The lack of novel antibiotics is significantly compromising the survival and recovery of patients suffering from these infections, as well as our ability to fight simple bacterial infections in the future.
Between 1940 and 1962, more than 20 new classes of antibiotics were approved and marketed. Since then, some new molecules, but belonging only to two new classes, have reached the market. Now, not enough analogues are reaching the market to keep up with antibiotic resistance. Therefore there is a constant need to develop new agents to keep up with the acquisition of resistance among pathogenic bacteria. Antimicrobials are vital for reducing the risk of complications in relation to complex medical interventions as well as to reduce spread of (multi-drug) resistant bacterial strains.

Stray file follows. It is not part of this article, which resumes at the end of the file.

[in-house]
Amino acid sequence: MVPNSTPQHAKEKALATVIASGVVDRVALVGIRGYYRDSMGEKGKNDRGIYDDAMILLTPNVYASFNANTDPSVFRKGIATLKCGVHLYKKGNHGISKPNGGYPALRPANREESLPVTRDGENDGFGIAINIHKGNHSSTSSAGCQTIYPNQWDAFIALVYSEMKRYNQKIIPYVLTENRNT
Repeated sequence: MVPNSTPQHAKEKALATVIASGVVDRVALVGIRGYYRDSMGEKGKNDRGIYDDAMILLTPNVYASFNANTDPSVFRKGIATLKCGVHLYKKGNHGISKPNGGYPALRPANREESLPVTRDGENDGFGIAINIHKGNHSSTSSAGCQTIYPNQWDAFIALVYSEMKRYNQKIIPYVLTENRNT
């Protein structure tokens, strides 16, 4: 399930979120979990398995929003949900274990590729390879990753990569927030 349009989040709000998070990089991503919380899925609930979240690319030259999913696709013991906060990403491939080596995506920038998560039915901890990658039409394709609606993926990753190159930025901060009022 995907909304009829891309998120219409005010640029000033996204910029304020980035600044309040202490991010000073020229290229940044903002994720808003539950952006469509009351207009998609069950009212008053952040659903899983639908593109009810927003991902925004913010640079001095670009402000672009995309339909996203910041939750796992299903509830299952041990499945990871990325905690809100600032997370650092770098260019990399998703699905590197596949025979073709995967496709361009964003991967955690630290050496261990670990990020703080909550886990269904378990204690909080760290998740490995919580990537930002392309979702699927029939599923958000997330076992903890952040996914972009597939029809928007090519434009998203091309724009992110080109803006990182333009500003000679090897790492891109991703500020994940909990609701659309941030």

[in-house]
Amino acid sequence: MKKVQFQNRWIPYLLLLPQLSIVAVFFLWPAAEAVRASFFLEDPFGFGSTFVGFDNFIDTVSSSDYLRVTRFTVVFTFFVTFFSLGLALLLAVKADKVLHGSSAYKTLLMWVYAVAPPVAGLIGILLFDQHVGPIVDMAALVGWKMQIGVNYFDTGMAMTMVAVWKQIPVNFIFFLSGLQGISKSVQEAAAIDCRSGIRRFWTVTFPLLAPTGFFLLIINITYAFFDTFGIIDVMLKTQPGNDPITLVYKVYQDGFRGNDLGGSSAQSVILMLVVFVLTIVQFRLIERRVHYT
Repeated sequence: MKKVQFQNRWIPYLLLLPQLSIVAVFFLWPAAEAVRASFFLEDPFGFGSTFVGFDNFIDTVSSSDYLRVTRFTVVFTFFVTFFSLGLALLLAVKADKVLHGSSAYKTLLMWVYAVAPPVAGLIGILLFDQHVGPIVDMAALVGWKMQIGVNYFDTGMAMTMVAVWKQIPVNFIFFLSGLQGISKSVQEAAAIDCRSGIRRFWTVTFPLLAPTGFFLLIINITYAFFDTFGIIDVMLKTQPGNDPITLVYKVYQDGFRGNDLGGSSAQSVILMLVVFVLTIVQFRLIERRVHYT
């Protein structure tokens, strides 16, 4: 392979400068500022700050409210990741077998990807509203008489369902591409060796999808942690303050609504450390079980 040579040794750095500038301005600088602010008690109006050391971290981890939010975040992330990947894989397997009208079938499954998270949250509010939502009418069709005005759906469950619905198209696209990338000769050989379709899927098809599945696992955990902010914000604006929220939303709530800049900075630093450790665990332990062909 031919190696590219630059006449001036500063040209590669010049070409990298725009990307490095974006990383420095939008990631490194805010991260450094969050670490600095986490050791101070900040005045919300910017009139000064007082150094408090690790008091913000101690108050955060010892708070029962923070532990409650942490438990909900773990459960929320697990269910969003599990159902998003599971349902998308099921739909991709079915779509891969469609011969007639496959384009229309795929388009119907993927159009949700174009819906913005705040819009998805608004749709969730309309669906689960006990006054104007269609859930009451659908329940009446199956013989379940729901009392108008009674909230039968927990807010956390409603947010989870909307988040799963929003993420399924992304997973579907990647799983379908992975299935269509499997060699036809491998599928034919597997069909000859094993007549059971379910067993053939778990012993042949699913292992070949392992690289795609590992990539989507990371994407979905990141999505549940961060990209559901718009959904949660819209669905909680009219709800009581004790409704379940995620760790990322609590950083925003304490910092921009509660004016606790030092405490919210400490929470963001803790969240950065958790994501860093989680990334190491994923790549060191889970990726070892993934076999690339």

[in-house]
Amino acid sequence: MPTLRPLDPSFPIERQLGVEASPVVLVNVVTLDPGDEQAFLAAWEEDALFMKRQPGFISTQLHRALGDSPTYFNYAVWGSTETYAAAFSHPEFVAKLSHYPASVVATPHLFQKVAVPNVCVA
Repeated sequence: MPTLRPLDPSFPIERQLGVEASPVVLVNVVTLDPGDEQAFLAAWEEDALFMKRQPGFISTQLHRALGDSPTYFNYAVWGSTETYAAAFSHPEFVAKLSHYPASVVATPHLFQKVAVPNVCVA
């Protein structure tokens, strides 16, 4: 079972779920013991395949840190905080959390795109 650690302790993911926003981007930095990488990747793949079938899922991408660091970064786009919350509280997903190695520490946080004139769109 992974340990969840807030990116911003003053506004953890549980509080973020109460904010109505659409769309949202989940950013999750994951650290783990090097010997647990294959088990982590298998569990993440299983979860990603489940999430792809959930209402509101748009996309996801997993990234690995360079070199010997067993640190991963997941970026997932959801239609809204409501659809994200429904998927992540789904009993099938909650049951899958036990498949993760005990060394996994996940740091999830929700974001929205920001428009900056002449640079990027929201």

There are various reasons why the development of new antibiotics has failed in the last decades. While some argue that the pharmaceutical industry is only interested in developing drugs for chronic diseases, we see that the major hurdle is a simple intrinsic problem: the ‘low-hanging fruits’ have simply been plucked. Drug screens for new antibiotics tend to re-discover the same lead compounds or with minor modifications towards approved drugs, to which bacteria can be resistant already. In general, discovery and development of antibiotics has become scientifically more complex, more expensive, and more time consuming over time, whereas the new compounds do not reach the market once they are approved because of drug-sparing regimens.
If one could propose a completely new class of antimicrobial compounds, this problem would be circumvented, thus creating very significant added value, both economic as well as societal, that others cannot easily copy. Madam Therapeutics and researchers from the Leiden University Medical Center (LUMC) and Academic Medical Center (AMC) in Amsterdam have identified such new, promising class of compounds in the form of Synthetic Anti-microbial and Anti-Biofilm peptides (SAAPs)